|Jane Throckmorton||A child from Warboys in the county of Huntington, known to be about ten years of age, the daughter of Robert Throckmorton and Mistress Throckmorton, niece to Gilbert Pickering and sister to Joan, Elizabeth, Grace, Mary and Robert Throckmorton. Jane was the first of the Throckmorton children to become sick, be afflicted with fits and to accuse Mother Alice Samuel of being the cause. Her parents consulted Dr. Barrow on her initial illness; Dr. Barrow thought she had worms and sent medicine, but she did not improve. When consulted again a few days later, Dr. Barrow declared her to be clean of disease, and finally admitted that she might be bewitched. A consultation with Master Butler gave the same answer. Jane's four sisters all fell sick with the same illness within weeks of her affliction. It was said that they "all cried out of Mother Samuell, as the Children did, saying take her away Mistris, for Gods sake take her away and burne her, for shee will kill us all if you let her alone, hauing the same miseries and extremities that the children had, and when they were out of their fittes they knew no more than the children did." When Gilbert Pickering brought Mother Samuel to the Throckmorton house, she fell into a severe fit and had to be carried to her bed, where her belly swelled massively and deflated again numerous times. She lay there scratching at the covers. Pickering covered her eyes and first touched her hand himself and then made Mother Samuel do so; Jane scratched Mother Samuel violently but would not scratch him. After Mother Samuel and Agnes Samuel were apprehended and imprisoned at Huntingdon, Jane and her sisters fell into fits in which their brother, Robert Throckmorton Jr., was the only person who could make himself understood to Jane, and Jane would relay the questions he asked to the other girls. By this means, the Jane and her sisters predicted Agnes Samuel's bail from gaol and arrival in the Throckmorton household. At this time, Jane also began to claim to talk to the spirit tormenting her. Once Agnes had lived with the Throckmortons for a few months, Jane and her sisters began to come out of their fits whenever Agnes said a "charm" stating that she was a witch, had killed Lady Cromwell and bewitched the girls. According to the spirit Smack, via Joan Throckmorton, Jane was tormented by the spirit Blew. Jane is also said to have been urged to suicide by Blew, and to have cast away knives while claiming he was urging her to kill herself, or to strain toward the fire and require restraint. She would have fits in which her mouth sealed shut repeatedly at meals, requiring Agnes to hold a knife at her lips to open it again, and other times would claim to see clothing and jewelry walking about of its own volition. Jane was among the girls who scratched Agnes severely. At his trial, John Samuel was made to say the same self-accusing charm as Agnes over Jane, which brought her out of her fits and was used as evidence that he had a part in the bewitchment of the Throckmorton girls. (3-6)||A True and perticular Obseruation of a notable piece of Witchcraft practised by Iohn Samuell the Father, Alice Samuell the Mother, & Agnes Samuell their Daughter, of VVarboise in the Countie of Huntington, vpon fiue Daughters of Robert Throckmorton of the same towne and Countie Esquire, and certaine other Maide-seruants to the number of twelue in the whole all of them being in one house: Nouember, 1589.
About the tenth of November which was in the yeare 1589. Mistris Iane one of the daughters of the saide Master Throckmorton being neere the age of tenne yeares, fell uppon the sodaine into a strange kinde of sickenes and distemperature of body, the manner whereof was as followeth. Sometimes shee woulde neese very lowd and thicke for the space of halfe an howre together; and presently as one in a great rance and sound lay quietly as long, soone after she woulde begin to swell and heaue up her bellie so as none was able to bende her, or keepe hir downe, sometime shee would shake one legge and no other part of her, as if the paulsie had bin in it, sometimes the other, presently she would shake one of hir armes and then the other, and soone after hir head, as if shee had binne in fected with the running paulsie: continuing in this case two of three dayes, amongst other neighbours in the towne there came into the house of master Throckmorton, the foresaid Alice Samuell to visite this sicke childe, who dwelled in the next house on the Northside of the said Master Throckmorton. The child when the old woman came into the parlour was held in an other womans armes by the fire side, so she went into the chimney corner and sate downe hard by the childe, the Grandmother of the childe, and the Mother beeing also present, shee had not beene there long, but the child grue something worse than she was at her comming, and on the sodaine cried (saing) Grandmother looke where the old witch sitteth (pointing to the said mother Samuell) did you euer see (said the Child) one more like a witch than she is: Take off her blacke-thrumbed cappe, for I cannot abide to looke on her. The mother of the child little then suspecting any such matter (as afterwards fell out) was very angry with her child and rebuked her for saying so, & thinking that it might proceede of some lightnes in the childs braine by reason of her great neesing and want of sleepe, tooke her and laid her downe upon a bed, and hanged curtaines against the windowes, thereby hoping to bring her into a sleepe, but much adoo they had to pacifie and quiet the child. The old woman hearing this sate still, and gaue neuer a word, yet looked very ruefully, as afterwards was remembred by them that saw her. The child still continuing her manner of sickenes, rather worse than better, within two daies after, her parents sent the childs urine to Cambridge to Doctor Barrow, a man well knowne to be excellent skilfull in Phisicke, who returned this answer: namely, that he did perceiue no kind of distemperature save onely that he thought she might be troubled with wormes, and therefore sent his medicine accordingly, but the child was no white the better; so within two daies after they sent againe to the same man, declaring unto him the manner of her fits more at large: hee saide that the urine which they then againe brought to him, shewed no such kind of disquietnes to be in her body: and to be failling sickenes (which the Parents did suspect to be in the child) he would warrant her cleare from that disease. Then he sent other prescripts as he thought good to purge her body, which tooke no place nor prevayled any thing in the childe as he looked for. Then the Parents sent to him the third time (as his desire was to understand howe his Phisicke wrought) declaring that it wrought nothing at all as hee looked for, neither that the child was any way amended. Then Mister Doctor looking again in the urine, and perceiving the childs body to bee in good temper (as hee then saide for any thing that hee sawe) demaunded whether there was no sorcery or witchcraft suspected in the childe, answere was made no. Then said he, all surely cannot be well, for it is not possible, that the childs body should be distempered by any natural cause as then was declared to him, and no signe thereof at all to appeare in the urine: not withstanding for their better assurance (if the messenger woule goe to any other skifull man in the towne to take further advise, hee saide hee woulde bee very well contented. Whereupon the messenger went to Master Butler, who considering of the urine, and hearing the maner of the childs trouble said, that he thought it might be the wormes, which yet he did not perceiue to be by the urine and if it were the wormes, that then it was a very strange kind of griefe to bee caused by them in that sort, and appointed the same medicine and phisicke (for the remedie) which before Doctour Barrow had prescribed: which being knowne was not applyed to the child, because Master Doctor Barrow had said that if Master Throckmorton (to whome hee wished very well as he then said, by reason of auncient acquaintance with him) woulde follow his advice, he should not striue any more there with by Physicke, nor spend any more money about it: for he himselfe said, that he had some experience of the mallice of some witches, and he verily thought that there was some kind of sorcerie & witchcraft wrought towards his childe.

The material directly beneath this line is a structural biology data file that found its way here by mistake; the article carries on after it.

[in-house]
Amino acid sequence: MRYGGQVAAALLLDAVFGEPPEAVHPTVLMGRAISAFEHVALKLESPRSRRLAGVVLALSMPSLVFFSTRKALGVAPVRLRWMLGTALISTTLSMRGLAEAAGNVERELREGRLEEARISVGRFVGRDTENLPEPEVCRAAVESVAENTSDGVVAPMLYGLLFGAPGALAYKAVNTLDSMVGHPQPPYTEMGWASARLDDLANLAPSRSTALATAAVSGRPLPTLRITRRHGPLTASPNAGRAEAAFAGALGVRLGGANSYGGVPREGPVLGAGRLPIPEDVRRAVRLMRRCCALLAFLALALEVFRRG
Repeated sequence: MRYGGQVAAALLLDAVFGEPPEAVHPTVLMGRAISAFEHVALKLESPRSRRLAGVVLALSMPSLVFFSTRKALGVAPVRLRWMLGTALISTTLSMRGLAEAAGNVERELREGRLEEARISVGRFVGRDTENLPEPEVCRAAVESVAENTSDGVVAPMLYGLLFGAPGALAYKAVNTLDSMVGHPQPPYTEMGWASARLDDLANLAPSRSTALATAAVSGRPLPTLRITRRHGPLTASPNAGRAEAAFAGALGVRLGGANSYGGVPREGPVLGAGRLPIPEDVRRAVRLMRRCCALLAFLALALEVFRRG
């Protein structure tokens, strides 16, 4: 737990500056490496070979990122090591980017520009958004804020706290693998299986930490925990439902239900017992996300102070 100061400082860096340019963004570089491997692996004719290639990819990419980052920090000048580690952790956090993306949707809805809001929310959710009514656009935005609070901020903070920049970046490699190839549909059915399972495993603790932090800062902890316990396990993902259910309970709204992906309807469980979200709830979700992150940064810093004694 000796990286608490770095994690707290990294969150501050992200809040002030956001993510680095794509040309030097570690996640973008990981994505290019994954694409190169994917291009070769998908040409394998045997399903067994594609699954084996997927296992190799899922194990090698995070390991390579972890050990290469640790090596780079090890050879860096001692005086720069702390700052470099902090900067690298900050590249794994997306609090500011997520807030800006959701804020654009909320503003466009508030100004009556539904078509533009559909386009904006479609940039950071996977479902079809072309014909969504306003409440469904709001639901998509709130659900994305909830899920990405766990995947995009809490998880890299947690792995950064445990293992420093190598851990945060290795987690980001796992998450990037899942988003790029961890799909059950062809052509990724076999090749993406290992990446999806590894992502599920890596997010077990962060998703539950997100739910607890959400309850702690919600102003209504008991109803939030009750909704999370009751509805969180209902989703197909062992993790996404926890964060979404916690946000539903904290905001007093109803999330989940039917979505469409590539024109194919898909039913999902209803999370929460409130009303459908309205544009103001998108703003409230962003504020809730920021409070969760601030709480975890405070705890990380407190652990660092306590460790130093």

After which answere from Master Doctour Barrow, Master Throckmorton resolued himselfe to rest uppon Gods pleasure, not striving any further by Phisicke to helpe his daughter; yet both himselfe and his wife were free from any such conceit of witchcraft which Master Doctour Barrow did suspect; untill within one ijst moneth after (the very day and houre almost observed) two more of his daughters elder than the other by two or three yeares, fell into the same like extremities as the other Sister before them was in, and cryed out upon Mother Samuell: saying, take her away, looke where shee standeth here before us in a blacke thrumbd Cap, (which kind of Cap indeed shee did usually weare, but shee was not then present) it is shee (saide they) that hath bewitched us, and shee will kill us if you doe not take her away. This thing did something moue the Parents, and strike into their minds a suspition of witchcraft, yet deuising with themselves for what cause it shoulde be wrought upon them or their children, they could not image, for they were but newly come to the towne to inhabite, which was but at Michaelmas before, neither had they giuen any occasion (to their knowledge) either to her or any other, to practise any such mallice against them.()|